Imai Daruma Naya

Tell us about the company.

Imai Daruma was founded in 1930, both manufacturing and selling Takasaki Daruma dolls as a side business to support the founder's farming and agricultural business. Currently, under the direction of third-generation Daruma artisan Hiroshi Imai (as well as his family and eleven staff members), Imai Daruma produces approximately 50,000 Daruma dolls annually. Located in Toyooka-cho, Takasaki, Hiroshi and his team are the top Daruma doll manufacturers in Japan.

How did Daruma originate?

The motif of Takasaki Daruma is inspired by Bodhidharma, an extremely influential Buddhist monk who lived 1300-1500 years ago and is credited by many historians as being the first to transcribe the teachings of Buddha into the written word.

In 1783, active volcano Mt. Asama erupted, killing over 1,500 people and triggering the Great Famine of Tenmei, which caused an additional 20,000 deaths. To uplift the struggling communities, local artisan Tomogoro Yamagata started using paper mache techniques to craft Daruma as protection against evil and decorative amulets.


What inspires your craft, and how would you describe your operating philosophy?

We proudly carry on the Japanese tradition of craftsmanship utilizing natural materials to create an environment that engages all five senses, while also  honoring the ancient Japanese underlying belief that ‘spirits reside in all things.'

How do you hope to inspire others with your products?

We hope appreciation for the simple warmth of our handmade lucky charms creates a centering and quieting calm amidst the chaotic efficiency of our modern, and increasingly digitized, lives. We also 
want our creations to convey gratitude and blessings for both the visible and invisible in the world around us.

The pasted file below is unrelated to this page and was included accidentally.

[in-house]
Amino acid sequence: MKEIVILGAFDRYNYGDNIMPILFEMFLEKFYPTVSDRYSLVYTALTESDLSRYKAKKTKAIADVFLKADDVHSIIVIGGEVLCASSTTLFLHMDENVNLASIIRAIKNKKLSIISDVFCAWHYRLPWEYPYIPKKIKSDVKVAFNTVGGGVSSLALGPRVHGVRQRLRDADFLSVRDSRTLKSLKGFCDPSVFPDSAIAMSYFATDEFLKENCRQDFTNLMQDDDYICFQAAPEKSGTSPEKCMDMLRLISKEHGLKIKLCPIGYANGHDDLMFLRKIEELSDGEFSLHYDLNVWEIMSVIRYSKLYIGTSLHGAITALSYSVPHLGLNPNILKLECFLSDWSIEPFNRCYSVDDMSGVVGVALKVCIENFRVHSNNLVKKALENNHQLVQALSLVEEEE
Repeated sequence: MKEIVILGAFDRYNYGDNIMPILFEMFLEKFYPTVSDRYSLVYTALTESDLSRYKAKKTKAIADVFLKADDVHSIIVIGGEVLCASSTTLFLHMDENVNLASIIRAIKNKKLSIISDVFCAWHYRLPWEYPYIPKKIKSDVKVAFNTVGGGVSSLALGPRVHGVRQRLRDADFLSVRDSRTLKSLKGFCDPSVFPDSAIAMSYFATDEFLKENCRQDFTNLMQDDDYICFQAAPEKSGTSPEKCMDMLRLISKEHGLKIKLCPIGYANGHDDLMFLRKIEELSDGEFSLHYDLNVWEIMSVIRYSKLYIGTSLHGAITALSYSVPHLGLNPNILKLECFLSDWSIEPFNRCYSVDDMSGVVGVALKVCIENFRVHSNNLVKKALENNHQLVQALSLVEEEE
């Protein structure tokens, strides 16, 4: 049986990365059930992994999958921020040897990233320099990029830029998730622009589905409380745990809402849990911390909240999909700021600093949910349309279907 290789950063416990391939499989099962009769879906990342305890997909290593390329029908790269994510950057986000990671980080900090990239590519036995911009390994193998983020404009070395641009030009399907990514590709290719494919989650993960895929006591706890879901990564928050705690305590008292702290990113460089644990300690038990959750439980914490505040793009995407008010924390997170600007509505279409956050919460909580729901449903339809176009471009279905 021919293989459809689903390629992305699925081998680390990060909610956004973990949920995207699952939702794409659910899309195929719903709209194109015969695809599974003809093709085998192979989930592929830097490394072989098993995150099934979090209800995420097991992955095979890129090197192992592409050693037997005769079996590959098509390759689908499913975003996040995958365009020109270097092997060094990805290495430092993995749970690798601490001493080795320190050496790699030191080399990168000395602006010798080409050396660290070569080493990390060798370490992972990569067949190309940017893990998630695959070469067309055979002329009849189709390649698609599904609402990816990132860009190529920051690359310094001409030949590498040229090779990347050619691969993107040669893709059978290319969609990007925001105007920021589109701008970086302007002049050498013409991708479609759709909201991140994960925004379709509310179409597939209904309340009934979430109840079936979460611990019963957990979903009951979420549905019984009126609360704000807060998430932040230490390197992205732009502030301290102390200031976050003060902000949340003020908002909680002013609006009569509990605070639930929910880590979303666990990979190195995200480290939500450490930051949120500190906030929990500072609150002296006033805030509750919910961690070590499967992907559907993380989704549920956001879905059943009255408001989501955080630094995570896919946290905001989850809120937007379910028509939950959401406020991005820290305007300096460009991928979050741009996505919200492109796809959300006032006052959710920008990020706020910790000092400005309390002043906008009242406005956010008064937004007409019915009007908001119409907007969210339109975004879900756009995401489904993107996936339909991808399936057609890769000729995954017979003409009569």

What is a typical day like for Imai Daruma?

When planning our workflow we give specific consideration the week's forecasted temperature and humidity, as both significantly affect paper mache. Once our production schedule is formalized, approximately ten specific tasks are assigned to each artisan, who then work both individually and collaboratively to build each Daruma. 


What is your process for making a Daruma doll?
  1. Vacuum-forming hand-crafted fabrics
  2. Hetta-tsuke: Attaching weight to the base of Daruma
  3. Shitanuri: Undercoat application
  4. Akanuri: Color Application (traditionally red, but most colors are available)
  5. Menkoire: Foundation Application
  6. Surikomi: Adding orange shadow highlights
  7. Hanamawashi: Nose and mouth drawn
  8. Hige-mayu Kaki: Beard and eyebrows drawn, design inspired by cranes and turtles
  9. Texts and pattern addition
  10. Final quality inspection, color adjustment, and packing


Tell us about the traditional production techniques that differentiate Imai Daruma from other mass produced Daruma dolls 

Unlike other Daruma brands that are dependent on industrial manufacturing and materials containing modern chemicals for mass production, we utilize raw materials, and pair highly skilled artisans with the latest digital transfer technology and our distinctive stenciling method.


How does sustainability fit into your brand?

Imai Daruma dolls are primarily made from local materials in the Takasaki area. They use recycled paper for the doll's structure, natural clay for the weight at the bottom of the doll, and environmentally-friendly pigments for coloring.


Where do you hope to see your brand in 10 years?

Over the next decade, Imai Daruma aims to expand its presence in the domestic market and to earn international recognition. Through persistent efforts and dedication, they commit not only to keeping up current production quality but also to enhancing the traditional Takasaki Daruma by sharing the stories, meanings, and history behind daruma with the world.

We carry a collection of Imai Daruma's products, which you can shop here.